The Indie Author Fair, running from 2 – 5 pm on 16 November, is part of the Chorleywood Literary Festival. Organised by the Chorleywood Bookshop, Triskele Books and the Alliance of Independent Authors, forty authors will be on hand to talk to you about their books, sign copies, give readings, and I’m sure offer generous discounts. Some of the best writers on the Indie scene, including Carol Cooper, Jane Davis, Helena Halme, Dan Holloway, Rohan Quine and Orna Ross will be at the British Legion Hall in Chorleywood, 2 – 5 pm, Sunday 16 November.

During the fair, I will be reading an excerpt from my novel, “Celia’s Room”. It’s the last slot in the 15:30-15:45 bracket. Here’s the full list of readers:

14:30 – 14:45
1. Geoff Gudgion (thriller)
2. Jane Davis (literary)
3. Marisha Pink (contemporary – Southeast Asia)
4. JW Hicks (dystopia)

15:30-15:45
1. DJ Kelly (docu-fiction)
2. Liza Perrat (history)
3. Jane Turley (comedy)
4. Kevin Booth (contemporary – Spain)

16:30-16:45
1. Debbie Young (Flash fiction)
2. Rohan Quine (Literary)
3. JD Smith (history)
4. Ellie Stevenson (supernatural)

Come along, come along and join in the fun at the Indie Author Fair!

Indie Author Fair, in the British Legion Hall, Chorleywood, 2 – 5 pm on 16 November!


ALLi London Creative Critique – it’s on!

It’s all go! The first meeting of the ALLi London Creative Critique will be at 6.30pm on Tuesday, 20 May at

The Star of Kings
King’s Cross, London
126 York Way, London N1 OAX

This is a group for members of the Alliance of Independent Authors (ALLi). Our focus in the main part of the session is on the creative aspect of being a writer. The latter part of the night will consist of a more informal networking session, where members can meet and discuss any aspect of the author-publisher (self-publishing) sector, including outsourcing, editing and proofreading, formatting, cover design, marketing and distribution. Non-members are welcome to turn up to an initial session.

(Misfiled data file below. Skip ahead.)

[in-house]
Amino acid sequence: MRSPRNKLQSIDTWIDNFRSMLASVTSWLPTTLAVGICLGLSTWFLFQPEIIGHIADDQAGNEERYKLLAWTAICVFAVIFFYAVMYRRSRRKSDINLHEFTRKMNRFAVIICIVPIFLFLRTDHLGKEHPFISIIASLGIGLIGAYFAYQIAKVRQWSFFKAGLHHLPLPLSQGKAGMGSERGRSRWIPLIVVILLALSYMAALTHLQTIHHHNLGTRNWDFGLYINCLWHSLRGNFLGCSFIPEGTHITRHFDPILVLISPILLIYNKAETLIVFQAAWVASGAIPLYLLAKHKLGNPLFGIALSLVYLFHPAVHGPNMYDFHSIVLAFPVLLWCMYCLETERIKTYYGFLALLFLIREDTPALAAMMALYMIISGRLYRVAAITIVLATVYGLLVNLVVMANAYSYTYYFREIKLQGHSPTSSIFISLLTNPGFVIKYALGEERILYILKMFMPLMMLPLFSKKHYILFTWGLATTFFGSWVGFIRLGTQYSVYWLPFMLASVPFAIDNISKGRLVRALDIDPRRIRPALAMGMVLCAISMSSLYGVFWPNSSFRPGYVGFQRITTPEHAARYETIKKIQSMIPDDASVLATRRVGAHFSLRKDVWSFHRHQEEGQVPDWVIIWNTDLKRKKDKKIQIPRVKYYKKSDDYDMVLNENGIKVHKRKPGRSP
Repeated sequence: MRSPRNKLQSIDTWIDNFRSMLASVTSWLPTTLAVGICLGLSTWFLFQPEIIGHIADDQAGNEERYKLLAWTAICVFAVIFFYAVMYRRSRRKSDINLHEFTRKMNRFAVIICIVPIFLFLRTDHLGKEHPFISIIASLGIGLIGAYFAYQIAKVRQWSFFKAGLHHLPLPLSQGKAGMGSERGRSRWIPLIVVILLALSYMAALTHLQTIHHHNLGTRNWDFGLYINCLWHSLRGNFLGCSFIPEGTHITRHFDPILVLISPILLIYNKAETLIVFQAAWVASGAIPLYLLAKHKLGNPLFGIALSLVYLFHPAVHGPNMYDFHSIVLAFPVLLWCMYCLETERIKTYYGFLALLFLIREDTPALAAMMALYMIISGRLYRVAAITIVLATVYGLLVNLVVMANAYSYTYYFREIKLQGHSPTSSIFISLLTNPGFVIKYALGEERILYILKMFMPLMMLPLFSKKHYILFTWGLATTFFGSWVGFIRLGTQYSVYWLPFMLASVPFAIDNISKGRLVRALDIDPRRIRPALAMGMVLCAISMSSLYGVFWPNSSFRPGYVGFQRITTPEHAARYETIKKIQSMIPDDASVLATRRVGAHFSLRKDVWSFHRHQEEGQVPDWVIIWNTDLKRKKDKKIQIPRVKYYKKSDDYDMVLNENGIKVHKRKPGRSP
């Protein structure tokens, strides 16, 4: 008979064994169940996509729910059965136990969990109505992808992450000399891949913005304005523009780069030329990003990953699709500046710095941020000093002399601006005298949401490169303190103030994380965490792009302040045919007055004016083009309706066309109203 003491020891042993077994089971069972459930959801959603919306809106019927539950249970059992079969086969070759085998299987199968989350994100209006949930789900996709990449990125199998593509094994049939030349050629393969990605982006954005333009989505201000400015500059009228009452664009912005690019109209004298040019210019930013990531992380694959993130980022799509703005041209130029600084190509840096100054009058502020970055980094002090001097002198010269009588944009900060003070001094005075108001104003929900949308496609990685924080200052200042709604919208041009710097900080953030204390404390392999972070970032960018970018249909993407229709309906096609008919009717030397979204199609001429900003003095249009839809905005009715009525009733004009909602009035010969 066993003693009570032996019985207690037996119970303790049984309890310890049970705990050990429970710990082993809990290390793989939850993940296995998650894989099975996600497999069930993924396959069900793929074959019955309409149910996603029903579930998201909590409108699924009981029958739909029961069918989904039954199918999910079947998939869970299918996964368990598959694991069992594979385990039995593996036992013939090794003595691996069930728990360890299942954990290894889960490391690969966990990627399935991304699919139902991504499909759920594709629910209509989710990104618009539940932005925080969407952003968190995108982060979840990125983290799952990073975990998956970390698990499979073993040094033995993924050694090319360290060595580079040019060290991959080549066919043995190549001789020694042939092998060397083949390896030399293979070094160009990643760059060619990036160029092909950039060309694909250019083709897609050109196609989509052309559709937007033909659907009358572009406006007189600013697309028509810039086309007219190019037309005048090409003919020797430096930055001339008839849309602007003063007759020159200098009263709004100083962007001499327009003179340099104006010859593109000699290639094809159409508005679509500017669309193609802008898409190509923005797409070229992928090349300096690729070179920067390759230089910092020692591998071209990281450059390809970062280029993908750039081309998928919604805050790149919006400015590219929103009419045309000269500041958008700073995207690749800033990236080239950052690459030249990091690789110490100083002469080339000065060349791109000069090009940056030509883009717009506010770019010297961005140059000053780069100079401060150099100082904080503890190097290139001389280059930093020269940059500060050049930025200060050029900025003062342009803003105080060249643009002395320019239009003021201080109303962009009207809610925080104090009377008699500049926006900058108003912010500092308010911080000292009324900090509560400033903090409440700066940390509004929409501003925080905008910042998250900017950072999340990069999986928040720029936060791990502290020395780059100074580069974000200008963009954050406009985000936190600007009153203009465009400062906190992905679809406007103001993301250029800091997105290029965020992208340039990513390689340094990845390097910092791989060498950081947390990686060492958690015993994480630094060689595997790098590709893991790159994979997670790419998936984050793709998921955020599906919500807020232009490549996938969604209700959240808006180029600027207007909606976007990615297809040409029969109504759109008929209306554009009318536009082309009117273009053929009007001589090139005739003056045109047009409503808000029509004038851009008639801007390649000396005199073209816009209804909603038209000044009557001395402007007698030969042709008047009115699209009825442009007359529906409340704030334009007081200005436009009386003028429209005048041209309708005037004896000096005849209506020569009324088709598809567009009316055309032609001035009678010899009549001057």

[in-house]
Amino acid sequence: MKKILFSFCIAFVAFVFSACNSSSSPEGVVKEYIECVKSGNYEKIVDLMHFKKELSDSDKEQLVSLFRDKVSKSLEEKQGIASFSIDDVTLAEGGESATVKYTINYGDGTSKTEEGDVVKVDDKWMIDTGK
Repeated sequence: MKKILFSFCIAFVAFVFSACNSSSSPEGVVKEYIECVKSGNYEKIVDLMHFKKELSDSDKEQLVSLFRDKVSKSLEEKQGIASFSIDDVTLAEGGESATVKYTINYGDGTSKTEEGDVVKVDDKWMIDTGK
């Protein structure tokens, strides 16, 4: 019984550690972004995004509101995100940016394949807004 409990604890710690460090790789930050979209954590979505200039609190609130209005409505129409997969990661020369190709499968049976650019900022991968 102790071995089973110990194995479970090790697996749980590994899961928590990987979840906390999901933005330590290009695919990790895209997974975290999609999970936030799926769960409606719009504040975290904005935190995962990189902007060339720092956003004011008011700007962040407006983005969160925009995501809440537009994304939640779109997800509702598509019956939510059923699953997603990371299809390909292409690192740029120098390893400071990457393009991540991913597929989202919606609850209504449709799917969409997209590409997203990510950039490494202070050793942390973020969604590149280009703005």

Bring along a piece of writing that you would like to be critiqued, something you can read out in under five minutes. It may be a key scene in your novel, a character description, or even a plot outline. The group will then spend several minutes offering feedback. We’ll divide the time available between the members who attend, but we will aim to have about ten-fifteen minutes per person. It isn’t mandatory to offer something to be critiqued, you may just want to contribute to the discussion. If this section becomes very popular, we may need to have some sort of pre-booking process, since in 90 minutes, we’ll have time to critique just six or seven members’ work.

After the critiquing and a brief break, we’ll move into a more relaxed mode, discussing anything to do with author-publishing, passing on marketing or sales tips, new initiatives of interest to authors, the ins and outs of formatting, cover design processes, etc. This part should last around thirty minutes.

We’ll start at 6.30 on 20 May. For the first meeting we’ll be seated at the back of the Star of Kings pub in Kings Cross. A pub quiz will be starting at 8.30 so we need to start punctually. Later meetings will be at the same time on the third Tuesday of every month, but in the upstairs function room, which is quieter.